Gentlemen, any scholar taking up a position of this kind is accustomed to give a public discourse. His topic is normally the origin, progress, dignity, and utility of his discipline. I too would have said something of this kind, if a number of learned men had not recently anticipated me in dealing with this whole subject.11 It has seemed to me better, therefore, on this occasion to attempt a rather more careful consideration of human nature, and to inquire whether the seeds of perhaps all the virtues, or at least inducements to every kind of virtue, are found in our nature. This certainly was the view of the best of the ancients, who described virtue as the best and most perfect life in accordance with nature.12 It is also quite clear that I do not need to dwell on the dignity and utility of moral science, since it cannot be denied that whatever in life is good, lovable, or attractive, whatever makes a man useful and dear to his country, companions, friends, and even to himself, arises almost entirely from his moral character; it is hardly at all to be attributed to strength of body, to good health, or to material resources or wealth. Certainly there are more than enough who abound in the latter, yet are thoroughly disagreeable, sour, mean, and querulous, objects of shame to their friends and companions and even to themselves. And if jurists have received praise for books on praedial servitudes, or on the law of walls and runoff water,13 and if the work of medical writers on secretions14 has not been without reward or honor, then it is certainly not unworthy of a wise man to conduct inquiries on human morals, on the governance of all the passions and affections and on the tenor and order of life as a whole, and to inquire what may be the best and most perfect education in words and actions.
As we enter on our view of human nature, we shall not attempt the whole of the subject, which would be too long a task; instead we will discuss those parts of the human mind which make us sociable (sociabilis ). Though many recent writers15 have taken the position that sociability (sociabilitas) is the source of nearly all our duties, they do not seem to have sufficiently addressed the general question of what those things are which are properly to be called natural to man, or the particular question of what the sociality (socialitas) of our nature consists in, or, finally, with what part of our nature we are rendered apt and inclined to society, whether it be society without human government or civil society. While these questions have remained inadequately addressed, a whole battery of cavils and absurdities has been brought against them by certain writers,16 who seem to vaunt and pride themselves on depicting human nature in the worst and most disgraceful light.
First, therefore, I will inquire what are the qualities which can rightly be said to be natural to man so far as concerns moral character; and then I will inquire how far human society, whether it be civil society or society without government, can be included among things natural.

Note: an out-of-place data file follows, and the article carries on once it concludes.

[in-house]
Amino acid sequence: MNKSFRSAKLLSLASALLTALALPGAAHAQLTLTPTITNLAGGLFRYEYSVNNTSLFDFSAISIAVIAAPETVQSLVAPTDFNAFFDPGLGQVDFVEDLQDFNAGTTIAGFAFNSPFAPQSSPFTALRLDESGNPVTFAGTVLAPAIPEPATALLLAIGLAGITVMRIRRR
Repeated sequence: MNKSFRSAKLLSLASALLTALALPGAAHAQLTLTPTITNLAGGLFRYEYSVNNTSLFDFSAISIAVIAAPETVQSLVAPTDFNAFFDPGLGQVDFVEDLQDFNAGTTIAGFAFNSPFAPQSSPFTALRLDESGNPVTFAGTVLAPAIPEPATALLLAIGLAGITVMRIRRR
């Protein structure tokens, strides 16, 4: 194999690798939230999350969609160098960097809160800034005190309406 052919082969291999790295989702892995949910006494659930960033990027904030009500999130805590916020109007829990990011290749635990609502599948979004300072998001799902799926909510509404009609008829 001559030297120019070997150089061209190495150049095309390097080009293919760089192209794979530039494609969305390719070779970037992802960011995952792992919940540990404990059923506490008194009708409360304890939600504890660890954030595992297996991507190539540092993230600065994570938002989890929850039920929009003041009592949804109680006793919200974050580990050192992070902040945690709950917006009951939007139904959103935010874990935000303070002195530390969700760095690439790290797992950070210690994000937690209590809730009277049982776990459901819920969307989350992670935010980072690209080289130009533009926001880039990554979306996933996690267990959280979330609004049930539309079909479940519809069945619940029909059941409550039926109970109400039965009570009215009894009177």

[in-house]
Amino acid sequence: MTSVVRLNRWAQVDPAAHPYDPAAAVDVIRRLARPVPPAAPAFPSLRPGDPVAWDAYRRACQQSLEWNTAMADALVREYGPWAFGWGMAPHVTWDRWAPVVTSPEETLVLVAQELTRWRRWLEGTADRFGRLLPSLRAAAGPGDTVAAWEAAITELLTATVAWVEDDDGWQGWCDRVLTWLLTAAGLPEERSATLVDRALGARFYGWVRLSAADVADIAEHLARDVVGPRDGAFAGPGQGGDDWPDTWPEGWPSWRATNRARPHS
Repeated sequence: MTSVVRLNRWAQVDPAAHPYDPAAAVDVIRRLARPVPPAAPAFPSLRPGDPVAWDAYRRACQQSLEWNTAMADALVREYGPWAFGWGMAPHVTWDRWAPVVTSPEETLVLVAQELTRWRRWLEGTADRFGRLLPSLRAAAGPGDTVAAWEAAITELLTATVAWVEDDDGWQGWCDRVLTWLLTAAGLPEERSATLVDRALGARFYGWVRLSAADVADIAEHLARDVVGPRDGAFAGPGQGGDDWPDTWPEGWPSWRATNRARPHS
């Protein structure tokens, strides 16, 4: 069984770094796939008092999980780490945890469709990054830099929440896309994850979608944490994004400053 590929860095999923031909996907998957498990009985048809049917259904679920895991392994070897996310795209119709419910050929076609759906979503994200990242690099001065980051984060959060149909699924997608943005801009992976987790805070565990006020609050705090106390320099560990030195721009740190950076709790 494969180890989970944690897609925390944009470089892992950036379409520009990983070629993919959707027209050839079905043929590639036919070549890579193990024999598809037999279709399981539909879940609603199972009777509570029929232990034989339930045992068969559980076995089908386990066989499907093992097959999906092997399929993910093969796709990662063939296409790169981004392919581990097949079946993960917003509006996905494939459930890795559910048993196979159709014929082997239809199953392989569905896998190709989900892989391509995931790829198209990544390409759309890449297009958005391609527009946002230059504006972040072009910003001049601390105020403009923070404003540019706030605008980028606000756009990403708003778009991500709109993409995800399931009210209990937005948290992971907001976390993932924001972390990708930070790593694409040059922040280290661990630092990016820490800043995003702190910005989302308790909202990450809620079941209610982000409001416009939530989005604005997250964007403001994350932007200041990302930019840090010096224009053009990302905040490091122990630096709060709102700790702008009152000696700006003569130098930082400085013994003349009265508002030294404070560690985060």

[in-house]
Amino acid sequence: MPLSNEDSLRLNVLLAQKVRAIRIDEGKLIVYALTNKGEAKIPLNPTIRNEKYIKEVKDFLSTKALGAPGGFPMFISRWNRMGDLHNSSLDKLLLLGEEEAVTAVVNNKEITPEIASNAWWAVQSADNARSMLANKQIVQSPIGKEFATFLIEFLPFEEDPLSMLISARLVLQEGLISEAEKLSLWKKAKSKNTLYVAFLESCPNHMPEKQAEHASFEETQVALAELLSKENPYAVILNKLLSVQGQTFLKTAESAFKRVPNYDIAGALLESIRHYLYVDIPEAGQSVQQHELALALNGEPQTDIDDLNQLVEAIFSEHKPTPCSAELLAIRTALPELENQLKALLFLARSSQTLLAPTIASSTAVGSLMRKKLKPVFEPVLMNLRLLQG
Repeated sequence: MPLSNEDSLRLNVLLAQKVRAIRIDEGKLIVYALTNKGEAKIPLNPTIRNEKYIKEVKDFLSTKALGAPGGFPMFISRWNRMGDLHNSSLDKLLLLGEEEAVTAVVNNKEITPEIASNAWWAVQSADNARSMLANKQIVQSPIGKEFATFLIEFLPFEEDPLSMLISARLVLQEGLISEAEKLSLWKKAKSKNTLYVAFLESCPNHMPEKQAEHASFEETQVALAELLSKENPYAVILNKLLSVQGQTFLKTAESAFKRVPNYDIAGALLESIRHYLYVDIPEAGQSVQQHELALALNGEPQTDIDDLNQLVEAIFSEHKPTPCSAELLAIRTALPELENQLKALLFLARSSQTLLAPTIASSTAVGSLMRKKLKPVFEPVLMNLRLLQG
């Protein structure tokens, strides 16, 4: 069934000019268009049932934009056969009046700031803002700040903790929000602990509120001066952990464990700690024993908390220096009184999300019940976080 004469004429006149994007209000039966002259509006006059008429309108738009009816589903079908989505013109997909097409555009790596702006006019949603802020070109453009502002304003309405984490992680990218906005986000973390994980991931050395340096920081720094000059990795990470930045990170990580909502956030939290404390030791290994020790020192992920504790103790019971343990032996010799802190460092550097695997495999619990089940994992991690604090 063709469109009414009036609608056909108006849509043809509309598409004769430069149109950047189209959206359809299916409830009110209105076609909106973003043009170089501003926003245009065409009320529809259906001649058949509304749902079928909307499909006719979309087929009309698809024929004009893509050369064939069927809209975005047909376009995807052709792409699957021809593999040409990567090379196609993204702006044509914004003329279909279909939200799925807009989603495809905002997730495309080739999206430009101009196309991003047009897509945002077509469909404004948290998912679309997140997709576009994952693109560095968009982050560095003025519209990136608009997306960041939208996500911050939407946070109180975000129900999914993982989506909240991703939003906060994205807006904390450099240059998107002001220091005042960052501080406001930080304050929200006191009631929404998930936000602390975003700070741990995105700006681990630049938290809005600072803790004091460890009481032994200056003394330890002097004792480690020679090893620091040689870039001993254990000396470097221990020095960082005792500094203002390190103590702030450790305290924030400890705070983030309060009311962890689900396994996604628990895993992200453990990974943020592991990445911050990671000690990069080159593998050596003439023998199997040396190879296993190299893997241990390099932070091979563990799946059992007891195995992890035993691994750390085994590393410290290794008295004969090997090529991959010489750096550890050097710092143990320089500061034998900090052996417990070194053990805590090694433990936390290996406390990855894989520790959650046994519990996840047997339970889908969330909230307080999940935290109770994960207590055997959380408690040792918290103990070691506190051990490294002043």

Since we are conducting an inquiry about qualities which are natural to any kind of thing, or which come about naturally, it seems that one must first remark that any man to whom any natural thing or any artificial construction and all its parts are known, can easily discern for what end that design or construction, whether of nature or of art, is intended. And he can with equal ease distinguish between those things which happen to this natural entity by accident or by external force, and those things which are found in it by deliberate design in accordance with the nature of the thing. This distinction can be made on two grounds: first, if the construction which he is contemplating is whole and complete, he surveys all that is achieved by that design, and rightly infers that the device was constructed in order to accomplish precisely that. For no one, when he observes any structure in its integrity, whether of natural or of artificial objects, has any doubts about the ends for which each is naturally fitted. The eyes are surely designed for seeing, the teeth for chewing, buildings to live in, and ships for sailing. Secondly, even when the structure of a thing is not quite whole but faulty or disarranged by some accident, yet if all the parts remain, however worn, decayed, or disjointed, the spectator who is skilled in these things is not prevented from discerning for what end they were intended, the natural constitution of the parts that are missing, and the aim and use of all of them.17 For who, when he looks at a house, though it be ruinous, does not know that it was intended for habitation, to protect men from hardship from the weather? Further, who does not know how to distinguish what happens in accordance with the nature and fabric of the structure of which we are speaking from effects which result from some defect or depreciation? We see, for example, gaps and holes in the roofs of houses and the rain coming in, as a result of which human beings are assailed by the cold and contract illnesses; sometimes we see roofs falling in, walls collapsing, and poor unsuspecting men buried in a mass of rubble. But who will infer from these things that all this happened because of the structure itself, or that the builder intended these insidious assaults on human lives? Who does not know that these things happened by chance or carelessness, without intention, and from faults which are to be ascribed to the weakness of the material? The only thing which we can truly infer is that the builder either was not able or for some reason did not want the structure to be longer lasting. But our judgment about the end and proper use of the work itself is not changed.